Rookie Legislative Team Attracts Top Tier Talent
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by Marta Vogel |
By Marta VogelAt the Patuxent River Appreciation Days (PRAD) in October, 2010, Chris Bryan was looking for something to sink his environmental teeth into. Not that he didnt have enough to keep himself busy, working full time for the feds, a wife and a four year-old daughter, and having just completed a master of arts in great books at St. Johns College. But having aced effective time management in the Navy, he was ripe for a leadership position when he passed the Sierra Club table at the festival on Columbus Day. He picked up a copy of Chesapeake, talked to John and Meredith Sweet and jumped straight into the legislative waters as chair of the committee.
Rookie Legislative Committee Attracts Top Tier Talent
By Marta Vogel—At the Patuxent River Appreciation Days (PRAD) in October, 2010, Chris Bryan was looking for something to sink his environmental teeth into. Not that he didn’t have enough to keep himself busy, working full time for the feds, a wife and a four year-old daughter, and having just completed a master of arts in great books at St. John’s College. But having aced effective time management in the Navy, he was ripe for a leadership position when he passed the Sierra Club table at the festival on Columbus Day. He picked up a copy of Chesapeake, talked to John and Meredith Sweet and jumped straight into the legislative waters as chair of the committee.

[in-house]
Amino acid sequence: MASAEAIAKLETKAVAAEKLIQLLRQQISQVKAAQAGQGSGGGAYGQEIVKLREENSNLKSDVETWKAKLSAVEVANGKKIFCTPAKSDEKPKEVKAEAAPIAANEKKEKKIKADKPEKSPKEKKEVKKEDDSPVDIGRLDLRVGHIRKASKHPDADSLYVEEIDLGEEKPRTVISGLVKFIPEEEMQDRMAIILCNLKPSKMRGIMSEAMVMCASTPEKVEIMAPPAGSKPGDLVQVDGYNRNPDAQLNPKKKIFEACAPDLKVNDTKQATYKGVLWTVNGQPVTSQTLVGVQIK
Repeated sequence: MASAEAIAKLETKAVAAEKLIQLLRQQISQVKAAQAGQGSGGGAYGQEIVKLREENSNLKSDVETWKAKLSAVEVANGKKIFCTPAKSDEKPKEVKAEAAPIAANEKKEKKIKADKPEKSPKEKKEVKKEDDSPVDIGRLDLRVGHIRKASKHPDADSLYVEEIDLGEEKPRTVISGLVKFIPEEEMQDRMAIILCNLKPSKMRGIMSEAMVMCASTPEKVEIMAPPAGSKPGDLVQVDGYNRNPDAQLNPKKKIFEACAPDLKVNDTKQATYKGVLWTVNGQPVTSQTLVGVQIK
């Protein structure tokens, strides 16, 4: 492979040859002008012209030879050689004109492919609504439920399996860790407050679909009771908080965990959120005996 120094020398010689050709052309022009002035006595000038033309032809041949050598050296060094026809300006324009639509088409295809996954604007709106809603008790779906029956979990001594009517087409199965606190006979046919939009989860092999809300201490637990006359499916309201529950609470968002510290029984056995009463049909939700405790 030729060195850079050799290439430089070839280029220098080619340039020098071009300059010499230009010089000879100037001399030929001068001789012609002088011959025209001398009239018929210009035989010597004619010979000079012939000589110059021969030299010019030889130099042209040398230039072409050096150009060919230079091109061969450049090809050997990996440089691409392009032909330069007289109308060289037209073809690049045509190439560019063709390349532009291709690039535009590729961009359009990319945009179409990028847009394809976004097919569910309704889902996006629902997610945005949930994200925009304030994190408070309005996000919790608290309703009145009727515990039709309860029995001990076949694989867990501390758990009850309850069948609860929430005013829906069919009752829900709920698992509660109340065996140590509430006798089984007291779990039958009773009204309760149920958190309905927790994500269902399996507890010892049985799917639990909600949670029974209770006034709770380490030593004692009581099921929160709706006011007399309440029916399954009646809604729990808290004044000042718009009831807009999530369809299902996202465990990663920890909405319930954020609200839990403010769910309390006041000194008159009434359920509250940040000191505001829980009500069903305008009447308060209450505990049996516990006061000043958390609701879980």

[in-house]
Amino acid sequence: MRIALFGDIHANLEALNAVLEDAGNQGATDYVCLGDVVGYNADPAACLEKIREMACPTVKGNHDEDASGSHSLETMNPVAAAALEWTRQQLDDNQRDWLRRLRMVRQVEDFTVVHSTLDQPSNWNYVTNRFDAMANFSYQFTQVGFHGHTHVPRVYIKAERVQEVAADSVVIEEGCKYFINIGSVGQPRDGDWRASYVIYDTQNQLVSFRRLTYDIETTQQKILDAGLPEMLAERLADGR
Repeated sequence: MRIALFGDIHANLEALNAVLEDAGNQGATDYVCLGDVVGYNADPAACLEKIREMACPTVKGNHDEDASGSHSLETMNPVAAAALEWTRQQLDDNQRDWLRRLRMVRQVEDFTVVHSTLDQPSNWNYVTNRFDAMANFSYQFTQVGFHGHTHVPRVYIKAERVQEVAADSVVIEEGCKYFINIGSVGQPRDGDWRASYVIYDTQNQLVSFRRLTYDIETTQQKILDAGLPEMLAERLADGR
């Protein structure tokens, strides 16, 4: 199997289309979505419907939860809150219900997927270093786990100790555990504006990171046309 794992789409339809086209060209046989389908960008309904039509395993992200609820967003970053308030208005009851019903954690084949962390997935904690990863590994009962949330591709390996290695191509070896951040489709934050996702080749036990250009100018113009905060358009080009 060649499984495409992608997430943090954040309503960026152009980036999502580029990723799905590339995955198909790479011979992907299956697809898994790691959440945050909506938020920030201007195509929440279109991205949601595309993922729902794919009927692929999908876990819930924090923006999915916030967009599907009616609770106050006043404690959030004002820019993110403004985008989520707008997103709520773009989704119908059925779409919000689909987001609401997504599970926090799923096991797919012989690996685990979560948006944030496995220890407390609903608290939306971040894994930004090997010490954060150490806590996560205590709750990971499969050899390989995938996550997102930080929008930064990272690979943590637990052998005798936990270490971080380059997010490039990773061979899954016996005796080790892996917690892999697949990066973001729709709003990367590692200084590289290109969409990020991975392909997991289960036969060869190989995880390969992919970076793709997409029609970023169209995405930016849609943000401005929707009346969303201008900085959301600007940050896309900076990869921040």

With eight to ten SC volunteers in Annapolis, Bryan focused the troops. “There is a tendency to try to respond to everything,” notes Bryan. “We picked a few priorities.”